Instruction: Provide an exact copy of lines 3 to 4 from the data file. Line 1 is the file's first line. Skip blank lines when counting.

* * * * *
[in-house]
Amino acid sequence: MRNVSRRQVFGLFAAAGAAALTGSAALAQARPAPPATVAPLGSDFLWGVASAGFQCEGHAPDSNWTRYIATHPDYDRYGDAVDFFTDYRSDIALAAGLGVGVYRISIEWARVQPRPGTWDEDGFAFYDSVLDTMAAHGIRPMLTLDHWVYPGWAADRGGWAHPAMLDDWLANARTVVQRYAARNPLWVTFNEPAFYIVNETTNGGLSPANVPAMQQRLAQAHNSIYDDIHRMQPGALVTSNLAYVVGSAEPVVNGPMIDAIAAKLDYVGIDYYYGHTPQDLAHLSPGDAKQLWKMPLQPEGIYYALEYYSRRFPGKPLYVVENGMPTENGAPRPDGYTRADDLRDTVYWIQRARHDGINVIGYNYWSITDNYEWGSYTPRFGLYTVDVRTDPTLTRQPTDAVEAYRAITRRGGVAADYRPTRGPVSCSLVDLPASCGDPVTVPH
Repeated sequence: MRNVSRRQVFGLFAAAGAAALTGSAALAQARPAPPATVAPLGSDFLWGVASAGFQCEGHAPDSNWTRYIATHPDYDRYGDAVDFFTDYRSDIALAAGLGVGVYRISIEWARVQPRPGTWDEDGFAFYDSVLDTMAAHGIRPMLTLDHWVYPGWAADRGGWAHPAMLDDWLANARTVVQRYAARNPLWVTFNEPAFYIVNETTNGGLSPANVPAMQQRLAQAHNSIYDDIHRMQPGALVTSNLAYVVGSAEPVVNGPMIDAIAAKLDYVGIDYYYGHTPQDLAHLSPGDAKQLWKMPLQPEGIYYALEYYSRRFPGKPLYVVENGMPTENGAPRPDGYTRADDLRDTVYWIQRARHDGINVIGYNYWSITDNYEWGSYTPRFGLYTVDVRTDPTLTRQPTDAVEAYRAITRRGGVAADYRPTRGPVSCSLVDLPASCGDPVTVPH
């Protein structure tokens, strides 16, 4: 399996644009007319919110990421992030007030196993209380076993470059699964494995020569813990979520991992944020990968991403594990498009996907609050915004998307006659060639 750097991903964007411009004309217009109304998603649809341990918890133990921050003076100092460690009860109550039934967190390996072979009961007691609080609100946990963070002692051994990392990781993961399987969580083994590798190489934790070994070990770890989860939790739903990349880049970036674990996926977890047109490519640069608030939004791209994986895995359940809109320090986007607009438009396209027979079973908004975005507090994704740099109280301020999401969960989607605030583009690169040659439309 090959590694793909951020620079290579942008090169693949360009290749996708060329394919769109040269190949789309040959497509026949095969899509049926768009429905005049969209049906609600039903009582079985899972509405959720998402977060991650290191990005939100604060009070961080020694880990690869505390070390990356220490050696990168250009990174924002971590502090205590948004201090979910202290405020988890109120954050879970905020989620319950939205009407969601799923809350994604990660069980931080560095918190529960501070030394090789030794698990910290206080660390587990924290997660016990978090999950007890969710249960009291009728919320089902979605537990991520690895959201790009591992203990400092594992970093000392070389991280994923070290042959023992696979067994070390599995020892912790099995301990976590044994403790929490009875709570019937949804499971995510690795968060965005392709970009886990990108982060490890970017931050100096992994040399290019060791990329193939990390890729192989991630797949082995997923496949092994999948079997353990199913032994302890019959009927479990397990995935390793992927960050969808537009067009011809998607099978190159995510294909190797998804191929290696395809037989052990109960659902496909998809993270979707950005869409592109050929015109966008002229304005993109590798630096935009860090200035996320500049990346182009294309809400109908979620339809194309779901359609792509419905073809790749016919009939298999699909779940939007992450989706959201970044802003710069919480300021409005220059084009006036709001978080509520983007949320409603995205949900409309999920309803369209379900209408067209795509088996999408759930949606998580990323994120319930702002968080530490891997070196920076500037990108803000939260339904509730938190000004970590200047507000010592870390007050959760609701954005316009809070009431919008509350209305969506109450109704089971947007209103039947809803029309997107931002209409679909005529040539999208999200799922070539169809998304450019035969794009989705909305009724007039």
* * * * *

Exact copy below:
Repeated sequence: MRNVSRRQVFGLFAAAGAAALTGSAALAQARPAPPATVAPLGSDFLWGVASAGFQCEGHAPDSNWTRYIATHPDYDRYGDAVDFFTDYRSDIALAAGLGVGVYRISIEWARVQPRPGTWDEDGFAFYDSVLDTMAAHGIRPMLTLDHWVYPGWAADRGGWAHPAMLDDWLANARTVVQRYAARNPLWVTFNEPAFYIVNETTNGGLSPANVPAMQQRLAQAHNSIYDDIHRMQPGALVTSNLAYVVGSAEPVVNGPMIDAIAAKLDYVGIDYYYGHTPQDLAHLSPGDAKQLWKMPLQPEGIYYALEYYSRRFPGKPLYVVENGMPTENGAPRPDGYTRADDLRDTVYWIQRARHDGINVIGYNYWSITDNYEWGSYTPRFGLYTVDVRTDPTLTRQPTDAVEAYRAITRRGGVAADYRPTRGPVSCSLVDLPASCGDPVTVPH
């Protein structure tokens, strides 16, 4: 399996644009007319919110990421992030007030196993209380076993470059699964494995020569813990979520991992944020990968991403594990498009996907609050915004998307006659060639 750097991903964007411009004309217009109304998603649809341990918890133990921050003076100092460690009860109550039934967190390996072979009961007691609080609100946990963070002692051994990392990781993961399987969580083994590798190489934790070994070990770890989860939790739903990349880049970036674990996926977890047109490519640069608030939004791209994986895995359940809109320090986007607009438009396209027979079973908004975005507090994704740099109280301020999401969960989607605030583009690169040659439309 090959590694793909951020620079290579942008090169693949360009290749996708060329394919769109040269190949789309040959497509026949095969899509049926768009429905005049969209049906609600039903009582079985899972509405959720998402977060991650290191990005939100604060009070961080020694880990690869505390070390990356220490050696990168250009990174924002971590502090205590948004201090979910202290405020988890109120954050879970905020989620319950939205009407969601799923809350994604990660069980931080560095918190529960501070030394090789030794698990910290206080660390587990924290997660016990978090999950007890969710249960009291009728919320089902979605537990991520690895959201790009591992203990400092594992970093000392070389991280994923070290042959023992696979067994070390599995020892912790099995301990976590044994403790929490009875709570019937949804499971995510690795968060965005392709970009886990990108982060490890970017931050100096992994040399290019060791990329193939990390890729192989991630797949082995997923496949092994999948079997353990199913032994302890019959009927479990397990995935390793992927960050969808537009067009011809998607099978190159995510294909190797998804191929290696395809037989052990109960659902496909998809993270979707950005869409592109050929015109966008002229304005993109590798630096935009860090200035996320500049990346182009294309809400109908979620339809194309779901359609792509419905073809790749016919009939298999699909779940939007992450989706959201970044802003710069919480300021409005220059084009006036709001978080509520983007949320409603995205949900409309999920309803369209379900209408067209795509088996999408759930949606998580990323994120319930702002968080530490891997070196920076500037990108803000939260339904509730938190000004970590200047507000010592870390007050959760609701954005316009809070009431919008509350209305969506109450109704089971947007209103039947809803029309997107931002209409679909005529040539999208999200799922070539169809998304450019035969794009989705909305009724007039």